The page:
This post contains references to products from one or more of our advertisers. We may receive compensation when you click on links to those products. For an explanation of our Advertising Policy, visit this page.
We’ve all done it — snapped an amazing photo from wherever we happen to be vacationing and shared it on social media so our friends and family back home could experience the moment along with us. But can this be a bad thing?
A recent article in The New York Times got us talking. In this day and age, sharing in-the-moment vacation photos and videos seems to be a reflex, whether you’re doing something incredible just for the bragging rights or want to let your mom know you’re still alive by posting about it after the fact. For some of us, including The Points Guy, we travel so much it’s second nature to post as we go, whether on Facebook, Twitter, Instagram or Snapchat.
But, according to the article, doing this on a regular basis can also lead to negative things like jealous friends who will eventually unfollow you, hate mail from strangers and assumptions that the person posting is insecure and constantly seeking validation and special attention for their amazing vacation skills.
We had to ask — is there such a thing as vacation photo fatigue, where people just get sick and tired of seeing these types of pics popping up in their feed? Here’s what the members of TPG’s editorial staff have to say about all this, plus a favorite photo from each of his or her own travel adventures.
Brian Kelly, The Points Guy
I love seeing other people’s travel photos but do have some pet peeves, like when someone posts too many uploads of the same thing. It’s the same with Snapchat, too, since sometimes there are just too many snaps of the same sort of experience. Sometimes it seems like there’s not enough of a personal touch in travel photos/snaps. I don’t want to see the same old pics from the same old tourist traps, but your own spin on it that brings out your personality. In general though, the photos I see of my friends, — like the ones in Lee Abbamonte’s and Nomadic Matt’s Instagram feeds — always keep me inspired to keep traveling.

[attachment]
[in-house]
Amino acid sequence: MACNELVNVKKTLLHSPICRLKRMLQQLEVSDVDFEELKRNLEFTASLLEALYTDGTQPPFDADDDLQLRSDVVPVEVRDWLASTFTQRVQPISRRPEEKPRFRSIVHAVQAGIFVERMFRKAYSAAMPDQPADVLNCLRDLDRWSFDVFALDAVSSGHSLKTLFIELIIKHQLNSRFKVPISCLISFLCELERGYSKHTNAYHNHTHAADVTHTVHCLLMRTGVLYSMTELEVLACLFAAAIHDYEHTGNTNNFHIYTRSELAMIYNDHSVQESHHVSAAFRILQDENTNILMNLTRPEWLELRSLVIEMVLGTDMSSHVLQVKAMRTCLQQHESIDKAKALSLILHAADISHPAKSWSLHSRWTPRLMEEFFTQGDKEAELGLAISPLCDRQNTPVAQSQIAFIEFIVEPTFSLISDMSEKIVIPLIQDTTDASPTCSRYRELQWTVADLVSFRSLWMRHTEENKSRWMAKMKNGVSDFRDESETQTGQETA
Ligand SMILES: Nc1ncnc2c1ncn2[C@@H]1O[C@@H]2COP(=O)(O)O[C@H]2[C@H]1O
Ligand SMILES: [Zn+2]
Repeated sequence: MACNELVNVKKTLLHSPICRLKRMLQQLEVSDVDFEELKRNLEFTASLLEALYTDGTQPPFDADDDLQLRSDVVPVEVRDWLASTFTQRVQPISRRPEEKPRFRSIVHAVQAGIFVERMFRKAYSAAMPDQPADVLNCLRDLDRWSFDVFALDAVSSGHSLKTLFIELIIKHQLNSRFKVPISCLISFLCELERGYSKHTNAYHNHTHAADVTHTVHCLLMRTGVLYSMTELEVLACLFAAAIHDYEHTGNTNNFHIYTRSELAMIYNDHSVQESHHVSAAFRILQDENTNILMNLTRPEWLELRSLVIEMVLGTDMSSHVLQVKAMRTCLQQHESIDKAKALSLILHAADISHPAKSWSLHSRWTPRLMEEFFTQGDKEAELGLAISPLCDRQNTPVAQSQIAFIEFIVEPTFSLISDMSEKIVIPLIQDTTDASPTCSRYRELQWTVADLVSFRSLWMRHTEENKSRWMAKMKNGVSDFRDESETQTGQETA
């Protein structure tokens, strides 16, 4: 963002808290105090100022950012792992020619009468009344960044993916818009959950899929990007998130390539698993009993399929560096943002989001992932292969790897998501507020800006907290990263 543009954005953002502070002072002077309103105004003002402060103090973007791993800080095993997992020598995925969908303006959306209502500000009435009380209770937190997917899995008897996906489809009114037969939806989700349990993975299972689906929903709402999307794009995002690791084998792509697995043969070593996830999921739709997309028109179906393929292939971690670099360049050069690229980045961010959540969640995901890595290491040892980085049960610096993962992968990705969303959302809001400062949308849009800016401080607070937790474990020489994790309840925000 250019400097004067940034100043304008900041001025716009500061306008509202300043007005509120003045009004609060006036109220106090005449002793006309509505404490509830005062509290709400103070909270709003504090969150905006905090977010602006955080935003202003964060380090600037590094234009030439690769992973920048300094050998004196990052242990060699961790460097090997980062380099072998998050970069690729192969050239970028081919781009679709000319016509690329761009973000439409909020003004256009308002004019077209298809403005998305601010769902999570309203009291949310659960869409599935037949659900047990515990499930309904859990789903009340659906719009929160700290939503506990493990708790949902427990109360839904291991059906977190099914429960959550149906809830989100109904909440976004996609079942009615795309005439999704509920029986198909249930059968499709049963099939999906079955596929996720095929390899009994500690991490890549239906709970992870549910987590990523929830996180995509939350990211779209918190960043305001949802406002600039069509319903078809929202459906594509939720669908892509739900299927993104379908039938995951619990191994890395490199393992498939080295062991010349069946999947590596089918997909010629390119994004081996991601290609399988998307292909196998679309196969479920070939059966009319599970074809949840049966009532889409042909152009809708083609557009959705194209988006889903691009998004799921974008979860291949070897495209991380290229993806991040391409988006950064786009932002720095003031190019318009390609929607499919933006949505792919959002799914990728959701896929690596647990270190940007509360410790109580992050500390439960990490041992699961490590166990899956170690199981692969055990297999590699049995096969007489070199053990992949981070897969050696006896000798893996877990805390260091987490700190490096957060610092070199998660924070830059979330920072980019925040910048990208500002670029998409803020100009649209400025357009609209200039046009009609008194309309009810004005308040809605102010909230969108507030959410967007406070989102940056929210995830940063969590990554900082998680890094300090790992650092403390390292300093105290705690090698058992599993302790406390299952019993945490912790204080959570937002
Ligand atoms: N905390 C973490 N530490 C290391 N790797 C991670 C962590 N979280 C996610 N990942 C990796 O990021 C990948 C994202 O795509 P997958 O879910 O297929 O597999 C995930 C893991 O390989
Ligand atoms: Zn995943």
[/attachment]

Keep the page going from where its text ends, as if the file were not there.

James Oliver Cury, Editorial Director
Since day one on Instagram, I have posted only pics that pass the following test:
- Is it an artful shot (pretentious is OK) that would be interesting even if I didn’t apply the “Rise” or “Hefe” filters?
- Is there a clever caption, perhaps a hashtag pun, to give my followers one more reason to like it or me?
- Is it the best of the bunch from a specific time or place? (Because I’m only posting one image per visit and I’m unfollowing anyone who overwhelms my feed with multiple shots from the same place.)
A photo posted by @jamescury on
Zach Honig, Editor-in-Chief
I tend to take a lot of pictures when I travel (usually with my Sony RX100 M3). I’ll select one or two in-camera and send them to my phone via Wi-Fi whenever there’s some downtime (like when I’m waiting in line, etc.), then pop them up on Instagram from there. That way I can share interesting plane pics, destination shots and so on without disrupting my experience (and that of my travel companions). And since I prefer to be behind the camera, I don’t really post “selfies,” although I have shared (on occasion) a picture of me in an airplane seat when there’s some interesting context to add.
A photo posted by @ZachHonig (@zachhonig) on
Kaeli Conforti, Senior Editor
I think it’s fine to share your vacation pics — as long as you’re not annoying about it. I travel a lot and originally started my Instagram account so my parents and sister would be able to follow along and know I was okay. Later, I began using it as a way to share travel tips for the places I was visiting and hopefully inspire others to take their own trips. My attitude is more “Hey, check out this amazing place I just went to — you should come here, too!” than anything else.